Editor's Corner

This week another Dartmouth study showed more dramatic variation in healthcare resource use between different areas, this time in the care of the
elderly in academic medical centers in the last 6 months of life. And again
there appeared to be no difference in quality or outcomes between those who
use more resources and those, including the Mayo Clinic, who use
substantially fewer. The researchers extrapolated their point to show that
the conventional wisdom, which is that we need more physicians and more
resources, is actually not the case. What we need is for the resources we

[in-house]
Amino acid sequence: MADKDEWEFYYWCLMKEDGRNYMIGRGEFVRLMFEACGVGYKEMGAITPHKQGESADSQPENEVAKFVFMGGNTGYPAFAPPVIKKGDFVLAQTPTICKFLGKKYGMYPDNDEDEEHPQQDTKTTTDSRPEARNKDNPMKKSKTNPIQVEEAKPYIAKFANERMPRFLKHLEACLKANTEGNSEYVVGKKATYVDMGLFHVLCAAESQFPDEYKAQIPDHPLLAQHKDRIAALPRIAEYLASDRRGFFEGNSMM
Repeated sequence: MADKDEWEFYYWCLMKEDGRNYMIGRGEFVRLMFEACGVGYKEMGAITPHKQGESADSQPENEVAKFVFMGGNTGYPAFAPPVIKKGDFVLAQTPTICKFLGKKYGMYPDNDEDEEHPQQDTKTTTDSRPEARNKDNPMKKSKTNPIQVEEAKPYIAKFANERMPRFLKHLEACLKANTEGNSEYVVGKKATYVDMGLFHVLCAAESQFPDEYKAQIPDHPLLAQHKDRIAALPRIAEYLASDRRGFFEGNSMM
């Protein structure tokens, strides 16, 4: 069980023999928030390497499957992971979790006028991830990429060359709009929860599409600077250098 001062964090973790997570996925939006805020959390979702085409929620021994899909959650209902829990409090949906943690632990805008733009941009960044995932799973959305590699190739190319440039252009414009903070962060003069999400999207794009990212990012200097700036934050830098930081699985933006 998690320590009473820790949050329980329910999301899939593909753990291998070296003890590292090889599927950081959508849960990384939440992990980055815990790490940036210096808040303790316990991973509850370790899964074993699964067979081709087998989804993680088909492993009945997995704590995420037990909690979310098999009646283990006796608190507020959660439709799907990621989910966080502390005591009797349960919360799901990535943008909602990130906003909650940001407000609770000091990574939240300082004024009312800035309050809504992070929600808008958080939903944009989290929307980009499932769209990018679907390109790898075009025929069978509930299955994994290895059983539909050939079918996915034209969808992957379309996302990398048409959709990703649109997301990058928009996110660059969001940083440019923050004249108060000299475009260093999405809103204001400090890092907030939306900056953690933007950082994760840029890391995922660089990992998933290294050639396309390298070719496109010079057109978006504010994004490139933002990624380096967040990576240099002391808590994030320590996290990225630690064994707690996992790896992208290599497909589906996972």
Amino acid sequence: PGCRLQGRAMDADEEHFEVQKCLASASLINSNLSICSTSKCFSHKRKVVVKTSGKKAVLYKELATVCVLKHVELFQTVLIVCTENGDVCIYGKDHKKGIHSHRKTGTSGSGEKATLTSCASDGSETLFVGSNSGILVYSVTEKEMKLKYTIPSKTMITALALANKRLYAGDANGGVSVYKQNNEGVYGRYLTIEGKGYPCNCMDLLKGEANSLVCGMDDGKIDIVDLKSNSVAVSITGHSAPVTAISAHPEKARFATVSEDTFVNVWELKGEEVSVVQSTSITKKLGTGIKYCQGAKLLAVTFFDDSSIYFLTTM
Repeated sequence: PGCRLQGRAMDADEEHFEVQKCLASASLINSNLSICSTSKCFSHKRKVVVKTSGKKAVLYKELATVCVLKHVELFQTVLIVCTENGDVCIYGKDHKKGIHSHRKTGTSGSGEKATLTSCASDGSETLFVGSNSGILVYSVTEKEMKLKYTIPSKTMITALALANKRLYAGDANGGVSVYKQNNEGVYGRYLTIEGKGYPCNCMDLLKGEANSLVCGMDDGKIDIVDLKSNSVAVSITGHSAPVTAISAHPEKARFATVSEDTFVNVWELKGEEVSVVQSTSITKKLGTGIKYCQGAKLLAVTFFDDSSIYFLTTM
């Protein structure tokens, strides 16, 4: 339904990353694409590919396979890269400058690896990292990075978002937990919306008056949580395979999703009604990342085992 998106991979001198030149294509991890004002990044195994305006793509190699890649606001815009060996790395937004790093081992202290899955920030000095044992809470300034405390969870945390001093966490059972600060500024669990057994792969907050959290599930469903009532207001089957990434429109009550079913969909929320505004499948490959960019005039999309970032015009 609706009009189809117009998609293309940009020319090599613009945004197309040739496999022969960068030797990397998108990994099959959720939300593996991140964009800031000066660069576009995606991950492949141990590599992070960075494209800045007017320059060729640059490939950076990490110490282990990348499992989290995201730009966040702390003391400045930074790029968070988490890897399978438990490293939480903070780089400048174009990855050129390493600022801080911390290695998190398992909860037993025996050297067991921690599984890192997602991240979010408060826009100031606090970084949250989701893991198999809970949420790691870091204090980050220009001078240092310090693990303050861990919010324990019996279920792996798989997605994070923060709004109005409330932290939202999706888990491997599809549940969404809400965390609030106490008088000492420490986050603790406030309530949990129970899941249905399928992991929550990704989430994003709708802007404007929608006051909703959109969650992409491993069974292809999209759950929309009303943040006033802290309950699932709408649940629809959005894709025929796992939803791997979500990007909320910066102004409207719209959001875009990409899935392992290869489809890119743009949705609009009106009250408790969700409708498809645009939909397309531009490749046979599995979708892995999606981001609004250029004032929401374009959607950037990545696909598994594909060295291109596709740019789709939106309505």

have to be deployed in a more efficient way. That's a tough message for
people working in healthcare to hear, but it's one to which Medicare, which
is already moving toward pay-for-performance, is likely to be pretty
receptive. If we are going to cure the problem of our high-cost
inefficient healthcare system, that will mean significant changes in the
way healthcare is organized, which in turn will mean more efficient use of
physicians and eventually fewer of them. - Matthew